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   Ys: The Oath in Felghana - Staff Review  

Simply Ys
by Michael "Macstorm" Cunningham

Ys: The Oath in Felghana
PLATFORM
PSP
BATTLE SYSTEM
4
INTERACTION
3
ORIGINALITY
3
STORY
3
MUSIC & SOUND
5
VISUALS
2
CHALLENGE
Moderate
LENGTH
Less than 20 Hours
OVERALL
3.5/5
+ Simple and streamlined with addictive combat.
+ Challenging boss fights.
+ Nice blend of fighting and platforming.
- Platforming is occasionally frustrating.
- It's over pretty quick.
- Ys Seven fans will miss having a party.
Click here for scoring definitions 

   Ys: The Oath in Felghana is the second PlayStation Portable title from Falcom to hit North America as part of the company's partnership with XSEED Games. Like many Falcom games, Oath has a long history, as this is not its first incarnation. The Oath in Felghana was first released on the PC in Japan back in 2005 before being ported to the PSP. Oath itself is even a remake; it's based off of Ys III: Wanderers from Ys, a game which has also seen many different versions from 1989 all the way up to 2005. This marks the second time this story has been told in English, but the first time with 3D environments and a fully voiced cast.

   To many, the trademark aspect of the Ys series is its fast and furious combat. The Oath in Felghana is no exception to that rule, as battles are smooth and quickly paced. Players take up the mantle of the red-headed adventurer Adol, and Adol alone as Ys Seven's party system was an exception to the series. While Adol might be by himself, he is more than able to handle all the monsters on Felghana with his sword alone. As the game progresses, Adol will gain access to new skills such as fireball magic and a whirlwind sword attack. These attacks are not just used for combat however, as the game delves into quite a bit into platforming.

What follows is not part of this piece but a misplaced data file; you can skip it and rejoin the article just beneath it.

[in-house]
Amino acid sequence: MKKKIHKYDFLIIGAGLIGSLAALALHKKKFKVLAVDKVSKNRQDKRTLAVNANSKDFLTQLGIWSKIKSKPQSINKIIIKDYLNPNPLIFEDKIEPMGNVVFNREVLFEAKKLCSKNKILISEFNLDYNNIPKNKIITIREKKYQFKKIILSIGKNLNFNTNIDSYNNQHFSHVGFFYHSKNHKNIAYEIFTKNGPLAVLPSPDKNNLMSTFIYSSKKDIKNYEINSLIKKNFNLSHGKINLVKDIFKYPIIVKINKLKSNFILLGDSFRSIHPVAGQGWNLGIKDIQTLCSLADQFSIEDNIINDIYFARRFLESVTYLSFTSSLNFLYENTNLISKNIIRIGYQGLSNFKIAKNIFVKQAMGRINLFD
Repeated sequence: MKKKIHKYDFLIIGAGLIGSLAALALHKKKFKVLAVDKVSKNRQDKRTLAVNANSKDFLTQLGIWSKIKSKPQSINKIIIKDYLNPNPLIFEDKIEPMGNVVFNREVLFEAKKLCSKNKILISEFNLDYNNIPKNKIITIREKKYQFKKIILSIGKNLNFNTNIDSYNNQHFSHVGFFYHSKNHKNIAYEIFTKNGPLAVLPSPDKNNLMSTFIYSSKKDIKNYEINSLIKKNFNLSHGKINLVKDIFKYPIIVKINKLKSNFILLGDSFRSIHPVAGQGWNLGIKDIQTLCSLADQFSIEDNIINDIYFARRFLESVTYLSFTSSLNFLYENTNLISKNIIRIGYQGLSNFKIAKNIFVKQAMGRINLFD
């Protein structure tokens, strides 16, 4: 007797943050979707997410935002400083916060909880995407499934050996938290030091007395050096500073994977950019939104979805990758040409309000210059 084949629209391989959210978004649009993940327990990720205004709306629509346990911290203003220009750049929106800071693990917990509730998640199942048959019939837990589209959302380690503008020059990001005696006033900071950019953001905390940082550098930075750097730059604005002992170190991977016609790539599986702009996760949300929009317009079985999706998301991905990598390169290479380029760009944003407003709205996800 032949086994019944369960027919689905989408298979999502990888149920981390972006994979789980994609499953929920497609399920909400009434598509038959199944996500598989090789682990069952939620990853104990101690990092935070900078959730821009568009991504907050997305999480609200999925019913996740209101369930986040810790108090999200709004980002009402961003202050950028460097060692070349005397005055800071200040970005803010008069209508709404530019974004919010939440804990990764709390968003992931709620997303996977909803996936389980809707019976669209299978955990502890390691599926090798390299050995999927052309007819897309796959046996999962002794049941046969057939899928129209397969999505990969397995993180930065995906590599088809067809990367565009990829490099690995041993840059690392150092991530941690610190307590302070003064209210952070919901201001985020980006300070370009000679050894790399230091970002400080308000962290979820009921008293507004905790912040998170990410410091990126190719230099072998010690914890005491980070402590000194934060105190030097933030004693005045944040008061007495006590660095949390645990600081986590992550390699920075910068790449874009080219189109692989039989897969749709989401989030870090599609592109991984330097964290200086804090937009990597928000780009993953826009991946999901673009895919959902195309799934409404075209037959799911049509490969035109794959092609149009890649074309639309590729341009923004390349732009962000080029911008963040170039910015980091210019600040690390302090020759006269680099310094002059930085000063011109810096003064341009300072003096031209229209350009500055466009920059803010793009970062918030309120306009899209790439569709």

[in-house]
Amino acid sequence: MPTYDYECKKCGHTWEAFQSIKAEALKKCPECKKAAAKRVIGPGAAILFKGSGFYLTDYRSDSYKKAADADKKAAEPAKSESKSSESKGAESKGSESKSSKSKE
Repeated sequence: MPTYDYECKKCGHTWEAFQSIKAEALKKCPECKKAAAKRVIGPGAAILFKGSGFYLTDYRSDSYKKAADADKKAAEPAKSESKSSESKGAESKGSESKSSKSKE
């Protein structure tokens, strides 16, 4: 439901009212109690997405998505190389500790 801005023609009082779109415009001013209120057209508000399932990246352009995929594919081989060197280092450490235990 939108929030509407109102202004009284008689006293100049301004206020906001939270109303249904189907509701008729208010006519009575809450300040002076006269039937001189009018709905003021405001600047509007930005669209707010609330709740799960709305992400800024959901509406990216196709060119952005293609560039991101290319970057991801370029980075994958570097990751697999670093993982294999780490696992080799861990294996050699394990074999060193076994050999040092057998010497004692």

While combat in The Oath in Felghana is quick and seamless, the platforming stands in a bit of contrast to it. Most basic jumps are simple enough and have a low cost of failure, but missing one of the really tricky jumps will usually result in having to trek four or five screens back to the area to reattempt it. These leaps of faith usually require jumping, starting a whirlwind attack, and finishing the double jump before the spin activates. It requires precise timing and might easily frustrate those who are not as skilled at platforming. It's like missing an exit on the interstate and instead of just being able to turn around at the next exit, having to drive all the way home and start again. These trouble areas are not prevalent, but there are enough to be annoying.

Please keep the platforming away Jump, spin, fall, shout.

   Oath is a very simple and straightforward experience. There is only one shop in the game and very limited inventory available throughout. Players can upgrade weapons and armor slightly, but there isn't much else going on. There is something to be said about this simplicity, as the game focuses less on constantly performing slight upgrades in equipment and just gets right to business. That simplicity rolls over to item management, as there are hardly any items at all. Players can regain health at save points and via drops from enemies, but there are no health potions at all. As enemies are defeated, they will not only drop gold and regen items, but also temporary boosts to things such as strength, defense, or experience gain. The land is fairly small and easy to navigate; and players eventually get an item that will allow them to warp to any save point, making travel even less of a hassle.